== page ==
West Hollywood City Council's Big Dreams of Subway-Oriented Development Goes Down in Flames, Traffic Destined to be a Nightmare
When the Metropolitan Transportation Authority shot down a subway route through West Hollywood a few weeks ago, it probably shook up no group of people harder than West Hollywood City Council members John Heilman, Abbe Land, Lindsey Horvath, Jeff Prang, and John Duran, especially Heilman, Land, and Horvath, who are up for re-election in 2011.
As former West Hollywood City Councilman Steve Martin points out in his column at WeHo News, in one of the worst and wacky urban planning decisions made by local politicians, the City Council counted on a subway with no official route and no official groundbreaking date to ease traffic congestion when they approved high density redevelopment projects in already gridlocked neighborhoods.
The City Council's big dreams of subway-oriented development went horribly sideways on them, but residents are still going to have to deal with nightmare traffic that's only going to get worse once various projects get built.
A prime example of a nightmare-in-waiting is the 10-story Movietown Plaza near the Target/Best Buy shopping center on La Brea Avenue and Santa Monica Boulevard.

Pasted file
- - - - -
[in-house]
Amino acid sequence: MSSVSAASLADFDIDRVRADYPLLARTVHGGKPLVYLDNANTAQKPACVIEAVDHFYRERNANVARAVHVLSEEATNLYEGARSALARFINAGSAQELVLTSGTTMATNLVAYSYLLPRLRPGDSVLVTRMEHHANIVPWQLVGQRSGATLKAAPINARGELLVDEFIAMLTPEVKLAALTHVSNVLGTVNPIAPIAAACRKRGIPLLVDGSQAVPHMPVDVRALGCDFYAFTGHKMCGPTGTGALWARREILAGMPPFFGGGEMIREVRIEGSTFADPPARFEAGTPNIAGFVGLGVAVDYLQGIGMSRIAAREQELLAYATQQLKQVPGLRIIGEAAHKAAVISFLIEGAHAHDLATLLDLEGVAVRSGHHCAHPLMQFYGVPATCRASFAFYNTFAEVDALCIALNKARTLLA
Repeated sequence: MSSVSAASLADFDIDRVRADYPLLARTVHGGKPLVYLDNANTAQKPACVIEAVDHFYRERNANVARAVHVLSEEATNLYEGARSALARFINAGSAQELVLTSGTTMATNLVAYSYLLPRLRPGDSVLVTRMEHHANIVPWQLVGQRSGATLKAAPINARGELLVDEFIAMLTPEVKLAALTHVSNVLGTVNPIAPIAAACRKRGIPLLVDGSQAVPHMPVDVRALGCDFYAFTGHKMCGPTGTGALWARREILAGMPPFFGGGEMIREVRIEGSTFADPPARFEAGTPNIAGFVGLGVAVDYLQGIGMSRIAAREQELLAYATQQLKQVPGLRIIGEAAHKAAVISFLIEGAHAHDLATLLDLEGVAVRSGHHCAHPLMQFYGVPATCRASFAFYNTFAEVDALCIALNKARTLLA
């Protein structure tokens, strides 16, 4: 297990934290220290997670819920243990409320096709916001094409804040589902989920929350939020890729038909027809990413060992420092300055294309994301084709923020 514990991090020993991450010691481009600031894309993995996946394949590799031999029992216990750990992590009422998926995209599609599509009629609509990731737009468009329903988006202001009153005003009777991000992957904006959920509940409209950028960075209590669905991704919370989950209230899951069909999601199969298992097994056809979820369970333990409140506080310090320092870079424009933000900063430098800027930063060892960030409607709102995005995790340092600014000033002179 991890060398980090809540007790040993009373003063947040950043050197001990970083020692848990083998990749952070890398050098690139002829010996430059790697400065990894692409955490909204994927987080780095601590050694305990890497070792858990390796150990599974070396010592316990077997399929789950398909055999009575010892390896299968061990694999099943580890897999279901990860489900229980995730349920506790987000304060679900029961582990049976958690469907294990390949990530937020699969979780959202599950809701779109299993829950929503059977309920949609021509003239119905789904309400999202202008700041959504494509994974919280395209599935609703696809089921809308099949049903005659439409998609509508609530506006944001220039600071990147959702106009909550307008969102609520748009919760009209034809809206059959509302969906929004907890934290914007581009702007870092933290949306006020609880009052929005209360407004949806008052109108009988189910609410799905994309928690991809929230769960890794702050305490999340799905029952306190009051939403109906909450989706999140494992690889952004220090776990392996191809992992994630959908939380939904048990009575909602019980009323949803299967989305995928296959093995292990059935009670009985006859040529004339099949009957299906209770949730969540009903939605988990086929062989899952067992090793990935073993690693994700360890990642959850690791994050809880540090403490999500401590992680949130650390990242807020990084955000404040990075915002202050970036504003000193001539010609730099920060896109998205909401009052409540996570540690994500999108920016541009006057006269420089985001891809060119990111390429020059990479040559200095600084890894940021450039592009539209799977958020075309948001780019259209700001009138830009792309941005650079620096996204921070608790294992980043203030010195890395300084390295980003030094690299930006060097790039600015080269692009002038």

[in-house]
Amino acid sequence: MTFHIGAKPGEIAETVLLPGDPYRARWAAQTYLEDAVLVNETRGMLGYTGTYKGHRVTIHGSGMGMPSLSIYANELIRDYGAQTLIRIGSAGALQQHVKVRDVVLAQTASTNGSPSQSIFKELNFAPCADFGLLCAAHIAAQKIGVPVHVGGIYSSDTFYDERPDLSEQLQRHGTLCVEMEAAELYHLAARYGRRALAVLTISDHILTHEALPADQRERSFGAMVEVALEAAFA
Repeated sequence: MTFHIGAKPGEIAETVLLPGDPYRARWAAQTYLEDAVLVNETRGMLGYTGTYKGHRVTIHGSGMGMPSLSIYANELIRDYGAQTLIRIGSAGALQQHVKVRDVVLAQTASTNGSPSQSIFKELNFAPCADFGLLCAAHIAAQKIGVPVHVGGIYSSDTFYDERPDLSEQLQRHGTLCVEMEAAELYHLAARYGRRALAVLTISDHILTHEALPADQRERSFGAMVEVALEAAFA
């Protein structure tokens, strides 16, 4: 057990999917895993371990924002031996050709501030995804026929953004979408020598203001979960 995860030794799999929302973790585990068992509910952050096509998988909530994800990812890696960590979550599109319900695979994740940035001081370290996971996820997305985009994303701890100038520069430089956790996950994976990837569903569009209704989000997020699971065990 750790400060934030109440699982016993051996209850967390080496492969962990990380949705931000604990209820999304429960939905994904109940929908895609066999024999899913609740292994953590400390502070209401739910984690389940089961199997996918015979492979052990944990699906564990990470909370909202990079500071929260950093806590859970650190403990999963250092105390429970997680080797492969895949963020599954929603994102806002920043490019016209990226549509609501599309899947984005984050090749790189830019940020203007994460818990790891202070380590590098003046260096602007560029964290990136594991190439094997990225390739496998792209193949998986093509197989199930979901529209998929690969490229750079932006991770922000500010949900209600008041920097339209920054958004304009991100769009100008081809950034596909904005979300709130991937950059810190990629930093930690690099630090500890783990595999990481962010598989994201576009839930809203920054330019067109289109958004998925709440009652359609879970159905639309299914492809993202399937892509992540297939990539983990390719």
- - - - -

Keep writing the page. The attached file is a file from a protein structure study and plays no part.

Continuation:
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Traffic is already gnarly around that intersection, and a 10-story, mixed-use project of housing and shops is only going to add to the congestion.
But the regular, and very public, line we often heard from City Council members during the approval process for Movietown and other high density projects was that a subway down Santa Monica Boulevard would relieve traffic problems ... even though the MTA has subsequently published an environmental impact report finding that the rail line will get less than one percent of drivers out of their cars.
West Hollywood's subway fiasco begs numerous questions, which may be brought up in the coming election season by challenging candidates Mito Aviles and John D'Amico.
Did Heilman, Land, Horvath, and crew really think a subway route through West Hollywood was possible? Even though the MTA had never shown much interest in making that reality?
Why did the City Council jump the gun and approve things before the official subway route was announced? Before the EIR was published? Before all of the facts were in?
What are Heilman, Land, Horvath, and crew going to do now to mitigate the traffic nightmare they've caused by approving projects before the subway was approved?
The questions are endless, but will they ever be answered?
Contact Patrick Range McDonald at email@example.com.
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